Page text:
• Increased crime (to a small extent)

• Increased socioeconomic inequality (to a small extent)

• More negative attitudes toward gambling. However, they also noted that the socio and economic

impacts can vary greatly depending on:

• The size and type of gambling

• Existing competition

• Whether patrons and revenues are locally derived

• The strength of jurisdictional policies and educational programs to mitigate the negative effects of gambling, and

• How gambling revenue is distributed

How would this amendment address compulsive gambling?

The proposal would require the Arkansas Racing Commission to provide at least $200,000 each year for compulsive gambling disorder treatment and compulsive gambling disorder education programs.

The Commission would be required to work with the Department of Human Services to implement and administer the programs. In 2015, a state law eliminated requirements for annual funding that was put into place after the passage of Arkansas’ lottery in 2009. According to the 2016 Survey of Problem Gambling Services in the United States, Arkansas was one of six states in 2016 that did not dedicate funding for problem gambling services.

Who pays the casino gaming taxes?

Many studies have been undertaken to determine who spends money at casinos and, therefore, indirectly pay the casino taxes. An analysis of the many studies, based on site specific data, found that casino tax incidence is regressive and borne disproportionately by lower income, less educated households (Mallach, 2010).

How would winnings received by gamblers be taxed?

Gambling winnings are fully taxable and must be reported on state and federal income tax returns.

What requirements are in this proposal for Oaklawn and Southland?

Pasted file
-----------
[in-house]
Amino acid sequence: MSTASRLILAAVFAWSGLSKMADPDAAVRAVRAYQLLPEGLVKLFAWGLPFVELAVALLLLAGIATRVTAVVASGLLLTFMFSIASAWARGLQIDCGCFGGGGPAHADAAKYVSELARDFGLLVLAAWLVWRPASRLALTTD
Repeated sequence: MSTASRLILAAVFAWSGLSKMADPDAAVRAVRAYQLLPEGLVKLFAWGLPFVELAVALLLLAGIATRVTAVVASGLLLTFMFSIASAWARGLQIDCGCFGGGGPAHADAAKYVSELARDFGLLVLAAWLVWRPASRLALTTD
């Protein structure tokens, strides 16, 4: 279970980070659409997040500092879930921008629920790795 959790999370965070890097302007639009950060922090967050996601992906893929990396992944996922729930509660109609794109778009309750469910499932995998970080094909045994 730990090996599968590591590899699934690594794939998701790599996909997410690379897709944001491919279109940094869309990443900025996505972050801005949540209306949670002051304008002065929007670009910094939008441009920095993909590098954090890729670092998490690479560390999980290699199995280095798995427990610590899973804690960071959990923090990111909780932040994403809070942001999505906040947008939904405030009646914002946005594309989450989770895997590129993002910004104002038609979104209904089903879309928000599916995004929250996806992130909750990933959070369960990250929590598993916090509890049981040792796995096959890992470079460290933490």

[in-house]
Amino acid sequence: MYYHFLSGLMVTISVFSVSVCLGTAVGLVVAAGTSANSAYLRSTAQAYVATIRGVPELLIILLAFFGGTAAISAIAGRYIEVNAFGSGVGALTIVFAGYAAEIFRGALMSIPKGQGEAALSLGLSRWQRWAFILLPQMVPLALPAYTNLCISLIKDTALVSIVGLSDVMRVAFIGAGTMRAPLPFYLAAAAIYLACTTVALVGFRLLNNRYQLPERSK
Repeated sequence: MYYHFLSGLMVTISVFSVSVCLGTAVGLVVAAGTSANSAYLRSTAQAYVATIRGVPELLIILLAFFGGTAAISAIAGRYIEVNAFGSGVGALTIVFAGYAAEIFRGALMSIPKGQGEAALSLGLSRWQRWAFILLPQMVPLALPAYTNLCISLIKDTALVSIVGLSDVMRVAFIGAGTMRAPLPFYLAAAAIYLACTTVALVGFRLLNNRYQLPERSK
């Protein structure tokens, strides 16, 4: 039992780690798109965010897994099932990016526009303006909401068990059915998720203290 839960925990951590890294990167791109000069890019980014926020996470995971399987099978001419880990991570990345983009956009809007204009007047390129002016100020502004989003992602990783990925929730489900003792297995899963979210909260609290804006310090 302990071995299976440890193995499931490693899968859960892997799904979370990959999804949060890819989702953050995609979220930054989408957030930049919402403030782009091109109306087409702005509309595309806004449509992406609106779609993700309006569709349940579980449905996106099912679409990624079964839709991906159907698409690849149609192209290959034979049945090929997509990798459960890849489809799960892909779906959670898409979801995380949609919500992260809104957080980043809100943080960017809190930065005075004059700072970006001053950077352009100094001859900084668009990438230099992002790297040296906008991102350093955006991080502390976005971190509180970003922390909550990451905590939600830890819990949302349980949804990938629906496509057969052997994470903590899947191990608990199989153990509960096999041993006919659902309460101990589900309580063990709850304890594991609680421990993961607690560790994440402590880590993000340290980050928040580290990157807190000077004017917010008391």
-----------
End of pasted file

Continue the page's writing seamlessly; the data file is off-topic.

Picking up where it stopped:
Oaklawn and Southland would be required to contribute a portion of the money they receive from casino gaming to racing prize money, similar to requirements for revenues from electronic games of skill they currently offer at their locations.

Oaklawn would be required to set aside an amount equal to 14 percent of the money they retain after casino winnings are paid to wagers for live horse racing purses. They would also be required to pay an amount equal to 1 percent of net casino gaming receipts to the Arkansas Racing Commission Purse and Awards Fund to be used for “purse supplements, breeders’ awards, owners’ awards, and stallion awards” in order to “promote and encourage thoroughbred horse breeding activities in Arkansas.”

Southland would be required to set aside an amount equal to 14 percent of the money they retain after casino winnings are paid to wagers. Eighty percent of this money would be for live greyhound racing purses and 20 percent would be for facility improvements at Southland, matched with an equal amount of spending for capital improvements by Southland’s racing operator.

Southland also would be required to pay an amount equal to 1 percent of net casino gaming receipts to the Arkansas Racing Commission Purse and Awards Fund to be used for “breeders awards” in order to “promote and encourage greyhound breeding activities in Arkansas.”

The track is one of six greyhound tracks operating in the United States. If passed, would this amendment make Jefferson and Pope counties wet? Alcohol sales are legal in some parts of Jefferson County but are not allowed in Pope County.

The proposed amendment would allow liquor to be sold or given away in the casinos regardless of whether residents have voted to approve the sale of alcohol. The proposed amendment would not legalize the sale of liquor anywhere else in Jefferson or Pope counties.

If passed, when would the amendment take effect?

Issue 4 would take effect Nov. 14, 2018. The proposal would require initial laws and appropriations enacted by the legislature to be in effect no later than June 30, 2019.